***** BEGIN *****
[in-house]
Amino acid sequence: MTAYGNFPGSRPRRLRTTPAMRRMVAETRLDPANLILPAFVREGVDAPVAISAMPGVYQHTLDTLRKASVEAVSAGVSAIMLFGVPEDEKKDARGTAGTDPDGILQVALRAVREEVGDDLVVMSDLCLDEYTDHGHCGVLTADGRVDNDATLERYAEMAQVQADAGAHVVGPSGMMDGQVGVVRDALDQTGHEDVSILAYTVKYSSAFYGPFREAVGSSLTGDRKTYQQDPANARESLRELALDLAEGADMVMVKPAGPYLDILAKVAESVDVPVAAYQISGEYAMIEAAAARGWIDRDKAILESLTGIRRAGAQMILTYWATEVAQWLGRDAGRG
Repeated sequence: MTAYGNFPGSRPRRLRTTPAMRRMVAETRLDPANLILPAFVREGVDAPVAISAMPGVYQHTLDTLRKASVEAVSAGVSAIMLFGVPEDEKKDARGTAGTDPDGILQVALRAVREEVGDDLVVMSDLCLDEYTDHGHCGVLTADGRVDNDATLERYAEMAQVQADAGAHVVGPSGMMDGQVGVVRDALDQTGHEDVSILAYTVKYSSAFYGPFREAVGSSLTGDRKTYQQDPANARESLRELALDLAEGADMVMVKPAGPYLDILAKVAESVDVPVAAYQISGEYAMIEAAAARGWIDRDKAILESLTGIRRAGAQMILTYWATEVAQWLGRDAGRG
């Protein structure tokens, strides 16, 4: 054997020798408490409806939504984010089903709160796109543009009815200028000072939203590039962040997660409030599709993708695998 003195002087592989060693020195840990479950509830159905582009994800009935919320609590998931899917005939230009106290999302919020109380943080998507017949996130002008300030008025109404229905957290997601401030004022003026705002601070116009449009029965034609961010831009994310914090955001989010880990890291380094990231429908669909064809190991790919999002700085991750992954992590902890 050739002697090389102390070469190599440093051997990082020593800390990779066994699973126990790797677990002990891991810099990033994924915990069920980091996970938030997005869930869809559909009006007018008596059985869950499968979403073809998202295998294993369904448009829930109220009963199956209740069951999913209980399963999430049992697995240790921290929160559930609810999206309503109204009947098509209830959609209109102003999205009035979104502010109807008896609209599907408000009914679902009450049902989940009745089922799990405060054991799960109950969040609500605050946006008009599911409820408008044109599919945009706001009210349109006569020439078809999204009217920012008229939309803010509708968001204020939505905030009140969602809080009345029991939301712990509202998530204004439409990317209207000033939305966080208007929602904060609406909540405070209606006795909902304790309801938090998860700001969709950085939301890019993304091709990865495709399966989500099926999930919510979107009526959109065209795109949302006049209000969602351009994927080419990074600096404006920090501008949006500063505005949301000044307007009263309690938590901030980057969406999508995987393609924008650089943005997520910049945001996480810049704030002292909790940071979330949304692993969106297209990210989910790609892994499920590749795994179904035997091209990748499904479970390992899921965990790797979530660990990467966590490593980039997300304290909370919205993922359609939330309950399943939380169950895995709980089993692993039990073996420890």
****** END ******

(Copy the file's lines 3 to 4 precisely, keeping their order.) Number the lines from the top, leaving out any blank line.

Repeated sequence: MTAYGNFPGSRPRRLRTTPAMRRMVAETRLDPANLILPAFVREGVDAPVAISAMPGVYQHTLDTLRKASVEAVSAGVSAIMLFGVPEDEKKDARGTAGTDPDGILQVALRAVREEVGDDLVVMSDLCLDEYTDHGHCGVLTADGRVDNDATLERYAEMAQVQADAGAHVVGPSGMMDGQVGVVRDALDQTGHEDVSILAYTVKYSSAFYGPFREAVGSSLTGDRKTYQQDPANARESLRELALDLAEGADMVMVKPAGPYLDILAKVAESVDVPVAAYQISGEYAMIEAAAARGWIDRDKAILESLTGIRRAGAQMILTYWATEVAQWLGRDAGRG
């Protein structure tokens, strides 16, 4: 054997020798408490409806939504984010089903709160796109543009009815200028000072939203590039962040997660409030599709993708695998 003195002087592989060693020195840990479950509830159905582009994800009935919320609590998931899917005939230009106290999302919020109380943080998507017949996130002008300030008025109404229905957290997601401030004022003026705002601070116009449009029965034609961010831009994310914090955001989010880990890291380094990231429908669909064809190991790919999002700085991750992954992590902890 050739002697090389102390070469190599440093051997990082020593800390990779066994699973126990790797677990002990891991810099990033994924915990069920980091996970938030997005869930869809559909009006007018008596059985869950499968979403073809998202295998294993369904448009829930109220009963199956209740069951999913209980399963999430049992697995240790921290929160559930609810999206309503109204009947098509209830959609209109102003999205009035979104502010109807008896609209599907408000009914679902009450049902989940009745089922799990405060054991799960109950969040609500605050946006008009599911409820408008044109599919945009706001009210349109006569020439078809999204009217920012008229939309803010509708968001204020939505905030009140969602809080009345029991939301712990509202998530204004439409990317209207000033939305966080208007929602904060609406909540405070209606006795909902304790309801938090998860700001969709950085939301890019993304091709990865495709399966989500099926999930919510979107009526959109065209795109949302006049209000969602351009994927080419990074600096404006920090501008949006500063505005949301000044307007009263309690938590901030980057969406999508995987393609924008650089943005997520910049945001996480810049704030002292909790940071979330949304692993969106297209990210989910790609892994499920590749795994179904035997091209990748499904479970390992899921965990790797979530660990990467966590490593980039997300304290909370919205993922359609939330309950399943939380169950895995709980089993692993039990073996420890």